So when we talk about moving the needle, one of the problems was, what needle are we moving? These are the ones. These metrics are the ones that we're focused on moving at the local level and the institutional level. And with that shared collective vision and goal, quite frankly, we can make a difference.
That what Belonging at Cornell is all about. And that's something that we hope to walk you through this summit. We're not to get into the specifics of it. But the way that the summit is designed is in a very intentional way. You have three sets of sessions that are happening-- self-awareness, understanding difference, and transformative action.
This is the path. It's not a linear path. Sometimes you move forward and backward. But they're all interrelated components. They're all necessary components of getting to the place of action. You heard Mary talking about awareness is not enough. We need to act and behave differently. We need act and behave in an inclusive way that matches our level of awareness.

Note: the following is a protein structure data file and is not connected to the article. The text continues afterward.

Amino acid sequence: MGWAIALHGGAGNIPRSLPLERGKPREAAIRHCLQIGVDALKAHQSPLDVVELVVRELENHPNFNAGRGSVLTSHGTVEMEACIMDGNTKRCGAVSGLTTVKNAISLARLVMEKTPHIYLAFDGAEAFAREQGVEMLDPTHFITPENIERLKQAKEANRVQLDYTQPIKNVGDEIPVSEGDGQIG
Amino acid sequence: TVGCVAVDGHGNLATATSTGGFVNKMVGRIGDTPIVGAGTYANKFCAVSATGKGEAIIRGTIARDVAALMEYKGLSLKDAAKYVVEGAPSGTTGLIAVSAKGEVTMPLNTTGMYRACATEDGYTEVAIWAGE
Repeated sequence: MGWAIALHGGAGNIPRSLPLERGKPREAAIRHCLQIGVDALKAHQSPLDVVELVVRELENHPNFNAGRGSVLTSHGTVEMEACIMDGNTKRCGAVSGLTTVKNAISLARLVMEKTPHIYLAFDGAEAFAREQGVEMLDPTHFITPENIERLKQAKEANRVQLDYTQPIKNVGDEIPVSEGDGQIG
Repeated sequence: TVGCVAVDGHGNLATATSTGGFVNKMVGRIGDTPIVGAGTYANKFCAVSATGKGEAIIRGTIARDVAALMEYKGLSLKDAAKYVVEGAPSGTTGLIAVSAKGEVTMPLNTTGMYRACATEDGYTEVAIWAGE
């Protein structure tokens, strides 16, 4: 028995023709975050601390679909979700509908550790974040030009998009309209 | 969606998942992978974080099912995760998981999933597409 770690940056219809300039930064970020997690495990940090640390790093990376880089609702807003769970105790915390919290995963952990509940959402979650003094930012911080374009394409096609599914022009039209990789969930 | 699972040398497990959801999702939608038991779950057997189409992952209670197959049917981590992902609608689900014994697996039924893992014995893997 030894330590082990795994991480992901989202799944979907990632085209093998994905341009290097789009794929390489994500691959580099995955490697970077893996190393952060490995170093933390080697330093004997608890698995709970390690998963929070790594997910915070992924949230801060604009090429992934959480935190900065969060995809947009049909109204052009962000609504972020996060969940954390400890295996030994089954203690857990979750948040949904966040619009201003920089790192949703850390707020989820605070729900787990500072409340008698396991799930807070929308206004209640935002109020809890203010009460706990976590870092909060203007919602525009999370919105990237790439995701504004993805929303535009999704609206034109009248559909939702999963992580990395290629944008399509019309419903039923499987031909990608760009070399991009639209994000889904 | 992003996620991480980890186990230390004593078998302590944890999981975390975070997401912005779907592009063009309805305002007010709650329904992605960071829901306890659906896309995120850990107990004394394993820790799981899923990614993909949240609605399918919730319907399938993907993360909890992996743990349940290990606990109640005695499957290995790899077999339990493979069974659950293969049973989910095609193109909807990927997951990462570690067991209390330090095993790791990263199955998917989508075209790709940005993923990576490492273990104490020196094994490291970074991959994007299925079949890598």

This is the way. So these are the components that we're using to help us, one, self-awareness-- understanding how we think. What is our approach? What are our different perspectives and identities? And we all have them.
The second area is understanding difference. So now that I have a little bit of understanding about myself, what does that mean when I interact with other people that have different identities? What is the experience of someone with a different identity? That's the second component.
But that's not where we stop we can't stop there. And oftentimes, that is where we stop-- not necessarily because we don't want to go any further, because sometimes, it's really, really interesting. We're really curious. And you can spend loads of time in those areas. But as to Mary's point, the learning never stops. So if the learning never stops, we don't want to get stuck just in those areas. We've got to move to transformative action.